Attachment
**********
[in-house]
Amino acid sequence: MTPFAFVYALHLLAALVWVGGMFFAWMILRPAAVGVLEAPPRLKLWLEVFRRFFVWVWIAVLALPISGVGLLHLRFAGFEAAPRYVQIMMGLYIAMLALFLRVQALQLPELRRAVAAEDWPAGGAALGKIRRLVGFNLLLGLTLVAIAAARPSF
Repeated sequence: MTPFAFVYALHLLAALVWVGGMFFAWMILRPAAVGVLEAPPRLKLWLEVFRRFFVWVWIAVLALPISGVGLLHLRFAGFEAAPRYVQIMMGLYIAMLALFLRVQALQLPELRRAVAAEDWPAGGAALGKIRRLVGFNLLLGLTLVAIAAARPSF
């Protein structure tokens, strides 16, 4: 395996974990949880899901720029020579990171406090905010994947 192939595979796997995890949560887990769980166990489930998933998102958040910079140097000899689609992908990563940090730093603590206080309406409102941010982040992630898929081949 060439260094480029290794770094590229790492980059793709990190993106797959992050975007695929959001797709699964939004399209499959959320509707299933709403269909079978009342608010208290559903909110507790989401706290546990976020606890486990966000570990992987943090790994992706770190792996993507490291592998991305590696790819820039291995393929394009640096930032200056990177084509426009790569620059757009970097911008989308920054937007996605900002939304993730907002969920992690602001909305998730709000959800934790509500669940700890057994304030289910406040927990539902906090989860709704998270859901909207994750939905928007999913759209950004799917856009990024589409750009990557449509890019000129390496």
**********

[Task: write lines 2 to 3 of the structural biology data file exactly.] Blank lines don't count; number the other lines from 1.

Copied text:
Amino acid sequence: MTPFAFVYALHLLAALVWVGGMFFAWMILRPAAVGVLEAPPRLKLWLEVFRRFFVWVWIAVLALPISGVGLLHLRFAGFEAAPRYVQIMMGLYIAMLALFLRVQALQLPELRRAVAAEDWPAGGAALGKIRRLVGFNLLLGLTLVAIAAARPSF
Repeated sequence: MTPFAFVYALHLLAALVWVGGMFFAWMILRPAAVGVLEAPPRLKLWLEVFRRFFVWVWIAVLALPISGVGLLHLRFAGFEAAPRYVQIMMGLYIAMLALFLRVQALQLPELRRAVAAEDWPAGGAALGKIRRLVGFNLLLGLTLVAIAAARPSF